During our first 30 years here at Hale Kipa, there was relatively little understanding of trauma and thus we were ill equipped and ill prepared to understand the underline issues that were at play. I am not immune from seeing people whose life choices mystify me. And yet, if I look at their behaviors through a trauma lens I began to realize that it is highly likely that the behavior that I am observing is related in some way to a traumatic experience, often in childhood. As a result, a number of years ago Hale Kipa made a commitment to become a trauma informed organization. In fairly simple terms that means we are now attempting to pay attention in as many ways as we can to what trauma is, and how it manifests itself in the individuals and families that we serve. In addition, we are also trying to avoid retraumatizing individuals since that is obviously counterproductive when it comes to assisting them in working through their past trauma issues.
Trauma informed care means focusing on the whole person. In attempting to understand their behaviors, there is often a disconnect between our expectations regarding those behaviors and what someone actually does. For instance, there are accounts of individuals who are victims of rape, who seem to have little or no affect. Typically, people assume that individual should be showing a lot of affect and emotion. But in reality, shutting down, or stoicism, is a self-protective measure that provides an individual a sense of control and security.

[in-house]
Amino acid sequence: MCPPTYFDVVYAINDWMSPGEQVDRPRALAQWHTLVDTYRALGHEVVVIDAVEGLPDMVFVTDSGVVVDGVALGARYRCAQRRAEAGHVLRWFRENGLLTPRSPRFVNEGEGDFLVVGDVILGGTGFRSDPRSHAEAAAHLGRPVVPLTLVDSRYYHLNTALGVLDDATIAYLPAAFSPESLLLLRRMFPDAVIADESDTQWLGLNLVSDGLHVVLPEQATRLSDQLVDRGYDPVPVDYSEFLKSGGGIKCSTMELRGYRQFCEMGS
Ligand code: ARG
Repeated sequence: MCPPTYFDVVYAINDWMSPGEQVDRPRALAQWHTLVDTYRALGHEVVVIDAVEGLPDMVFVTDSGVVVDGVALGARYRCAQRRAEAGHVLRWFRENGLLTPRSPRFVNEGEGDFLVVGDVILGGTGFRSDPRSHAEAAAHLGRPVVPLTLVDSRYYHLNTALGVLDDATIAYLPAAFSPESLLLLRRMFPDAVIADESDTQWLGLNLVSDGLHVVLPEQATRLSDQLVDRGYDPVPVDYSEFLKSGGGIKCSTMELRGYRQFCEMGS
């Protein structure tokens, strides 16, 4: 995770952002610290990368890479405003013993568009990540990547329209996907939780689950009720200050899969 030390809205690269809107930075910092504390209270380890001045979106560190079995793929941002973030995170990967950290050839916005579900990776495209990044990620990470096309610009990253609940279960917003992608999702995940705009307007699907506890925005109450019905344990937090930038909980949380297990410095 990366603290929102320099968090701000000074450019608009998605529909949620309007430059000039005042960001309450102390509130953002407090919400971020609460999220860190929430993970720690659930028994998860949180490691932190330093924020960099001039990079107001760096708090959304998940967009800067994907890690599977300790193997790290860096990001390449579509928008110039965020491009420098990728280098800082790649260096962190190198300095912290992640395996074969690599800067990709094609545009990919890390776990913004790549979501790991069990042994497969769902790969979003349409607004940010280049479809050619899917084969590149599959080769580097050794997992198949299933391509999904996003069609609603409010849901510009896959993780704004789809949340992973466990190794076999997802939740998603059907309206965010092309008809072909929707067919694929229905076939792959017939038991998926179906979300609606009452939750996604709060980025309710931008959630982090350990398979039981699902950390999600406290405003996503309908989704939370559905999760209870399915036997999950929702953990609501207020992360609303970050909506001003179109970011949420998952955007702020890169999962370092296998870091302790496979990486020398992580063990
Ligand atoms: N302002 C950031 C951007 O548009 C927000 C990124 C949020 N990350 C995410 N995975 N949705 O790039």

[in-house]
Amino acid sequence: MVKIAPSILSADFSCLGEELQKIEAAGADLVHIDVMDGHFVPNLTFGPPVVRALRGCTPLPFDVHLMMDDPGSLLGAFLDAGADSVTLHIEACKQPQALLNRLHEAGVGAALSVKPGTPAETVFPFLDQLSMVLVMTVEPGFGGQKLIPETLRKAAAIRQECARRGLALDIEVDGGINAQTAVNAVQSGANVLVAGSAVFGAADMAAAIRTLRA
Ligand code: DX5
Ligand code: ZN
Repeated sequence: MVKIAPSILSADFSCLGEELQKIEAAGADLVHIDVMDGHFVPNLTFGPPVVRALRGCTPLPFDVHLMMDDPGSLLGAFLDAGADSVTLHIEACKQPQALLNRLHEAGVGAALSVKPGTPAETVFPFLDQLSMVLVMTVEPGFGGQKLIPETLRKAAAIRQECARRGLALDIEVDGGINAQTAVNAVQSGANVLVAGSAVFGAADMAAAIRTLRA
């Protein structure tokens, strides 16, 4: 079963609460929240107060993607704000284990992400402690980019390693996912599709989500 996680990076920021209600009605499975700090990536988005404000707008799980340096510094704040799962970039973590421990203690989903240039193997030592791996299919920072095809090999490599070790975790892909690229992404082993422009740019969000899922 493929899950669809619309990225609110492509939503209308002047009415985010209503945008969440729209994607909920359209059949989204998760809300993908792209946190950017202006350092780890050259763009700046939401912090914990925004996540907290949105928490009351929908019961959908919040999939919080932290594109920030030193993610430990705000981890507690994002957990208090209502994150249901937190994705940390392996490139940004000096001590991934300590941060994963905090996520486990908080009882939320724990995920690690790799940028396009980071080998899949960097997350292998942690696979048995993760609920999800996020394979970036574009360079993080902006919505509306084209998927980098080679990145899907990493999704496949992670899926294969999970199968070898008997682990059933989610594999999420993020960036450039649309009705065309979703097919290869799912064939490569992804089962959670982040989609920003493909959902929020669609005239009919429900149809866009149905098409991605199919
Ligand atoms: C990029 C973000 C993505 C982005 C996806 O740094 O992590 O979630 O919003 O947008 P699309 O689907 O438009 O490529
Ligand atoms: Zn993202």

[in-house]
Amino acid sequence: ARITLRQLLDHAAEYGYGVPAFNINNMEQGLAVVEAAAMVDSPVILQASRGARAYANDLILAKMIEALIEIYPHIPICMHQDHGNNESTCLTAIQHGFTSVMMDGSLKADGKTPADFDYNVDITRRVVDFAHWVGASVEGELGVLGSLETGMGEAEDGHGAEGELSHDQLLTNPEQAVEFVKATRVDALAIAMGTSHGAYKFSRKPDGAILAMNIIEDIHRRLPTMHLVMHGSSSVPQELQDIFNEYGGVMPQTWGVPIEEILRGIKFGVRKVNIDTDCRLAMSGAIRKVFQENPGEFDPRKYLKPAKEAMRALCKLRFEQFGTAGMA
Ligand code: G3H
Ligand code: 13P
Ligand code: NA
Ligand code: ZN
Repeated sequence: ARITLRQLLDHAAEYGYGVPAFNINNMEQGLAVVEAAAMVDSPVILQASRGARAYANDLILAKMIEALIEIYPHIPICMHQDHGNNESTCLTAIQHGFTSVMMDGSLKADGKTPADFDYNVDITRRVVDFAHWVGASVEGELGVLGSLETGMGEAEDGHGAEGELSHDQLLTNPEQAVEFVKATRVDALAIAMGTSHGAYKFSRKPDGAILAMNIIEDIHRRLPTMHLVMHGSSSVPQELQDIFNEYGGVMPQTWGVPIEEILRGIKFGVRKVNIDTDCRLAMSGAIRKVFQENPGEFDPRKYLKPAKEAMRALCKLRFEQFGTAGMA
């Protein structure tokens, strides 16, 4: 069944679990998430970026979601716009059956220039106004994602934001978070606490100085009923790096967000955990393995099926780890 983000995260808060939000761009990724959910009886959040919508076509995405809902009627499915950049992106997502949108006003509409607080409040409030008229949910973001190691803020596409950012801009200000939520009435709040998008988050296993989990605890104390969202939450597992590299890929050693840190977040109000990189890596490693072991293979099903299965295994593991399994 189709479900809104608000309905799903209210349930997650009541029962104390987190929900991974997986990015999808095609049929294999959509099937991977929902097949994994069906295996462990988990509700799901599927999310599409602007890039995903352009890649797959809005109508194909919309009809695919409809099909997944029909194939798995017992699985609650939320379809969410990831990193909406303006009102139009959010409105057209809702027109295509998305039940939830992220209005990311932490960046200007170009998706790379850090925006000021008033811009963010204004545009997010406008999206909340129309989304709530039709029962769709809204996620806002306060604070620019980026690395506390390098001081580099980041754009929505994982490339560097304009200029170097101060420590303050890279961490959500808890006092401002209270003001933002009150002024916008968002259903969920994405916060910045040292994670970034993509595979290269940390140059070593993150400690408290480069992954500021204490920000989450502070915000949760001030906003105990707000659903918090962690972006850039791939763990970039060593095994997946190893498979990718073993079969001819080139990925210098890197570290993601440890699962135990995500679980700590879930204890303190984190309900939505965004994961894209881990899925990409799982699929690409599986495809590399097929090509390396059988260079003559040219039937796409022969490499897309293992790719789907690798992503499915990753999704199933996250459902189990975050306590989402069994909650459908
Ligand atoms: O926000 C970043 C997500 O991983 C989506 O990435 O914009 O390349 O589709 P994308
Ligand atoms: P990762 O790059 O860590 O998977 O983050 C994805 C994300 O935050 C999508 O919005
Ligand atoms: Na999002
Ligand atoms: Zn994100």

As a trauma informed organization, we have to make certain that the facilities where our youth and families come for services are welcoming, and not retraumatize. Individuals may need to have personal and private space, and such a simple thing as a handshake can be profoundly anxiety producing to an individual with a history of trauma. It is important to recognize that we acknowledge when they arrive that we understand that they have had traumatic experiences but that they are not those traumatic experiences. What has been helpful for Hale Kipa is that we are a strength-based organization. And we really do see them as the bundles of potential that they have and not their histories nor their behaviors. That has made it a bit easier for us as an organization when individuals arrive to meet them where they are, and to work to develop a safe environment as a place of refuge as it were for that individual. Refuge or safe place is a metaphor that we hold very dear, since we aspire to be a place that is safe enough to test the behaviors that our youth and families need in order to be successful in the real world. Our goal is not to replace the behaviors that are “inappropriate” according to societal definitions or those that are causing the individual harm. Our goal is instead to offer the individual alternatives so that they have the power and control to make choices to change their lives in ways that matter to them. Recognizing that a history of trauma may cause them to act in ways that are unexpected at least to us, and with the constant reminder that we are jointly working with them to assist them in addressing their trauma while they maintain control and the power over the process, has assisted us in adapting a very different way of thinking about the work that we are doing.